The Olympic golf competition is really unlike any other. How many “regular” tournaments only award the top three players. Every week on the PGA and LPGA Tour, players who make the cut are paid. Not this week. In fact, no players will be paid and only three will get medals. This is what makes the Olympics special. Get a medal or get nothing at all.
Most golfers compete in similar competitions. Very few readers of this article are awarded for making the cut. Whether they play at their local or member club when they compete only a couple at the top of the leaderboard receive prizes. It’s going to be fun for the next two weeks watching the best in the world compete for such a small and valuable purse.
When we look at the men who contend this weekend you will see great all-around players. Take for example our leader after 36-holes; Xander Schauffele. Xander is ranked third in Strokes Gained Total on the PGA Tour. How has Xander become so well-rounded? That’s the lesson each golfer can take away from watching him this weekend.
Ranked 9th in Putting, 12th in Tee to Green, 17th in Approach and 24th Off the Tee there aren’t any weaknesses to his phenomenal game. All his success can be easily broken down into one very simple constant, Xander Schauffele hits the ball solid. Whether it is a driver and iron or the putter he strikes the ball with the center of the clubface. For those watching at home who envy his incredible contact, here’s a simple experiment you can do to analyze your ball striking abilities.
On your way to the practice range pick up some Dr. Scholl’s Odor-X spray powder from your local store. Warm up on the range and once you’re ready, spray the powder across the face of your favorite iron. Hit another ball. Where was the mark? Make note of its position. Spray again and hit another ball. Take note again and continue this experiment for five more shots.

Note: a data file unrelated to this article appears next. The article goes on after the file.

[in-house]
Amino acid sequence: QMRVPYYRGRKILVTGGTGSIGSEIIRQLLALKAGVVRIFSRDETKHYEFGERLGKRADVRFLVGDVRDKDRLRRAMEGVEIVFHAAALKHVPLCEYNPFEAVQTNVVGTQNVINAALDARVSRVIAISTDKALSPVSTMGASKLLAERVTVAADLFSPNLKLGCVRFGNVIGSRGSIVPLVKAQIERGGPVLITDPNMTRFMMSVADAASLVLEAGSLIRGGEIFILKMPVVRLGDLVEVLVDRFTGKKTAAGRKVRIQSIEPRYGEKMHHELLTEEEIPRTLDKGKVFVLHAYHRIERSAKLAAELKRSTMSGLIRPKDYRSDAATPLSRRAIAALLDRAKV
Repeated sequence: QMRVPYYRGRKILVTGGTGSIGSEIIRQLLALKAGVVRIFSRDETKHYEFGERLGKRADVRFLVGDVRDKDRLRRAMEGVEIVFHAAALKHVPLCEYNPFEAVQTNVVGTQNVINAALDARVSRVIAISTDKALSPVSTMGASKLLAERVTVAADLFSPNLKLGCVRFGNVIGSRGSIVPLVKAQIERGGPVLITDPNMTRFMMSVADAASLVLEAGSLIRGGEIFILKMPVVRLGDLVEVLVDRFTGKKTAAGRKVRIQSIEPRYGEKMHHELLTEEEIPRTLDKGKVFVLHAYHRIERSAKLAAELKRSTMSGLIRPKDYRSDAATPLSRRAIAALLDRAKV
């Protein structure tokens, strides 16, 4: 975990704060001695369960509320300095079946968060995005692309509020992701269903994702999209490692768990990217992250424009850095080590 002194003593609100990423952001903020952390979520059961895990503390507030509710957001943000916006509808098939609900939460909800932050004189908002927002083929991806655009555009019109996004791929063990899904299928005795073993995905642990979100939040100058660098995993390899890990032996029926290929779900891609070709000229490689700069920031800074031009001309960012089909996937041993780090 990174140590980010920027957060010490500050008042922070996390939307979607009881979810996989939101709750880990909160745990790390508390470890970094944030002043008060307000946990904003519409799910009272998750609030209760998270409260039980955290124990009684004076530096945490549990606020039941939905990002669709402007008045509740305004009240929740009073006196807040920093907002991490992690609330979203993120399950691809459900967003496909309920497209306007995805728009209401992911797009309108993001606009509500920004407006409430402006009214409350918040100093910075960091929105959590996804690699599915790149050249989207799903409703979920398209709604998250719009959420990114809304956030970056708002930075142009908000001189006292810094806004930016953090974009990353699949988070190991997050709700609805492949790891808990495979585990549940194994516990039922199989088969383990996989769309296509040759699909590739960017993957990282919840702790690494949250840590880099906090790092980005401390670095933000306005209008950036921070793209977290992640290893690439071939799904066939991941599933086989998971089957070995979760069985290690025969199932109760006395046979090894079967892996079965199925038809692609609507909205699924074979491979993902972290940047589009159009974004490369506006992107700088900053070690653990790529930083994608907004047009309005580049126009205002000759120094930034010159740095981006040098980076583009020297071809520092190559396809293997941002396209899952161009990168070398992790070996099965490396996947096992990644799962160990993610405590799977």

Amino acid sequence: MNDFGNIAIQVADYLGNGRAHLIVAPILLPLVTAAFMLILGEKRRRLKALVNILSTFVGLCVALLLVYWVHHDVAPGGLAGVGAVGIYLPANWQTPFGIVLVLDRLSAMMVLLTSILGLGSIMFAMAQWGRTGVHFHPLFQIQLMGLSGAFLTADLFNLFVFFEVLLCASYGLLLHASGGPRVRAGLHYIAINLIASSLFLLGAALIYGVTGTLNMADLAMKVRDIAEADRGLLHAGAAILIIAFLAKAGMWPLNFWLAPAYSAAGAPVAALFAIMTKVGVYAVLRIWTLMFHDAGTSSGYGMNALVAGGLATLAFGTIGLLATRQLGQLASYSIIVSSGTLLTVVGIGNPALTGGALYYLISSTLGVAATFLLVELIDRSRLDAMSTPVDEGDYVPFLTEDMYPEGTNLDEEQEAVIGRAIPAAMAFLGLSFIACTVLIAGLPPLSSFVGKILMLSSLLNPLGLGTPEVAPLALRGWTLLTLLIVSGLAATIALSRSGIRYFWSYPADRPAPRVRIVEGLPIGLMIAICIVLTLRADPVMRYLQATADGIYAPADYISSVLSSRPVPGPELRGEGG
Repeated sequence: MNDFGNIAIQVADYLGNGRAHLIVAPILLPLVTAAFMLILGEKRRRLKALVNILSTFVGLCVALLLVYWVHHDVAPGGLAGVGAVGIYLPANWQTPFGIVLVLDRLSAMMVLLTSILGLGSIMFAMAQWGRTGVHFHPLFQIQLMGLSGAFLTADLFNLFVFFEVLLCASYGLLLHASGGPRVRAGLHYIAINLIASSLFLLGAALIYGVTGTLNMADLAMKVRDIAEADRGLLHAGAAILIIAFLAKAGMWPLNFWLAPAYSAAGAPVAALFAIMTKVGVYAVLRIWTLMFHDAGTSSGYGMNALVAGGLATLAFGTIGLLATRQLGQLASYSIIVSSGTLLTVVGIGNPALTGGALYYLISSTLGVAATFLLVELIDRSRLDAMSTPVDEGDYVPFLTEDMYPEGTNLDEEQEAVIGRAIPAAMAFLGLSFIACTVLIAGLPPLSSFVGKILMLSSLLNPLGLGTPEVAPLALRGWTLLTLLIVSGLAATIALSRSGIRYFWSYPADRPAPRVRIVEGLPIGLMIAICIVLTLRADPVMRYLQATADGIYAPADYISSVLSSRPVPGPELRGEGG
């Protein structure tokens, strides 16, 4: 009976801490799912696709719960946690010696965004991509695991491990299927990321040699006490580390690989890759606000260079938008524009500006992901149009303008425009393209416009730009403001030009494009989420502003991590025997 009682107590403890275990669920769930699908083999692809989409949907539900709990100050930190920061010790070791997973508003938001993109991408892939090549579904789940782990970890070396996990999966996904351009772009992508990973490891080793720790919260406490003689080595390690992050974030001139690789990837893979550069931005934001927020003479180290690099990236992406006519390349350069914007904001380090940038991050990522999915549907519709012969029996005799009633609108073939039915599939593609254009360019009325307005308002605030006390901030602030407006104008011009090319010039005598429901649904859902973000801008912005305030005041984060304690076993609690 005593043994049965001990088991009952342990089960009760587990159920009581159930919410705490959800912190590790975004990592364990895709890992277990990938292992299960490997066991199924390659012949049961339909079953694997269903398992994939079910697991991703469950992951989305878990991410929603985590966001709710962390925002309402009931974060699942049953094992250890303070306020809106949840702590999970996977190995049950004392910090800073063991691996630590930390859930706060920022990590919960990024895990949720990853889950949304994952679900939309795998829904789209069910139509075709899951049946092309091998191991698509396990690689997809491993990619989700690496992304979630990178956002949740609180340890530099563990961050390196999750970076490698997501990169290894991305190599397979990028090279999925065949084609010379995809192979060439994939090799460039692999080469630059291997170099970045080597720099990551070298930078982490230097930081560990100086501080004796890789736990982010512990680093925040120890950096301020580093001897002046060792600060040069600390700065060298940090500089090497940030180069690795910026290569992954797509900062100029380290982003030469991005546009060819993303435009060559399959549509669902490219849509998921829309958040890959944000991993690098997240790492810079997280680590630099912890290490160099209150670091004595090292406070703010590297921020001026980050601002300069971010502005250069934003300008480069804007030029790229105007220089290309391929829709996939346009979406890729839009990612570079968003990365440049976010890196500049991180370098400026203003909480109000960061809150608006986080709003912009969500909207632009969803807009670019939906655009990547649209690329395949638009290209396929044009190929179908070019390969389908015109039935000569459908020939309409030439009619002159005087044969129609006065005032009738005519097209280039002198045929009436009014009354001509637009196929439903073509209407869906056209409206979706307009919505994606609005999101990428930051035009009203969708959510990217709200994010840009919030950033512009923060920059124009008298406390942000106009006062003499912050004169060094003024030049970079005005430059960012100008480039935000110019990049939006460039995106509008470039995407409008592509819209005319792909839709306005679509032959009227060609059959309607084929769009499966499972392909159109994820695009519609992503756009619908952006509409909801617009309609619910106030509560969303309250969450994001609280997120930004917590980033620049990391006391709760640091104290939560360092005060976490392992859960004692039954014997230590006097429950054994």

Look at your list and see where all the strikes are. For some they will be near the center. Others the marks will be scattered or all leaning toward one end of the club or the other. If you consistently strike the ball in the center, keep practicing. For the rest of you try this drill:
Using that same club you tested with, set up to the ball. Take a backswing and do not break your wrists. This will limit your backswing to about 60% of its normal length. Make a nice transition and swing through impact and into a similar finish. Try not to break your wrists on the backswing or forward swing.
This will limit the length of your swing in both directions and that’s okay. Now take a couple more swings like this until you get somewhat comfortable. Now spray the clubface again. Repeat the drill and look where you hit the face. With less moving parts, your guaranteed to get the impact mark closer to the center. Repeat the drill paying specific attention to the wrist movement.
You should feel twice the amount of turn and half of the wrist and hand movement you usually do. Our hands and wrists can make small movements in our swing creating inconsistent contact. Limiting their movement increases your need for body rotation. Using turn rather than hands will improve your consistency immediately. Continue performing the drill with other clubs. You can use any iron and certainly practice your chipping and pitching this way as well.
Every once and while spray the face and see where your contact is. Feeling a great strike and then seeing the mark in the powder is tremendous positive reinforcement. That’s a truly tangible tool you can take to the course during your round. The type of confident feeling that will help you hit the ball more solid and lower your scores.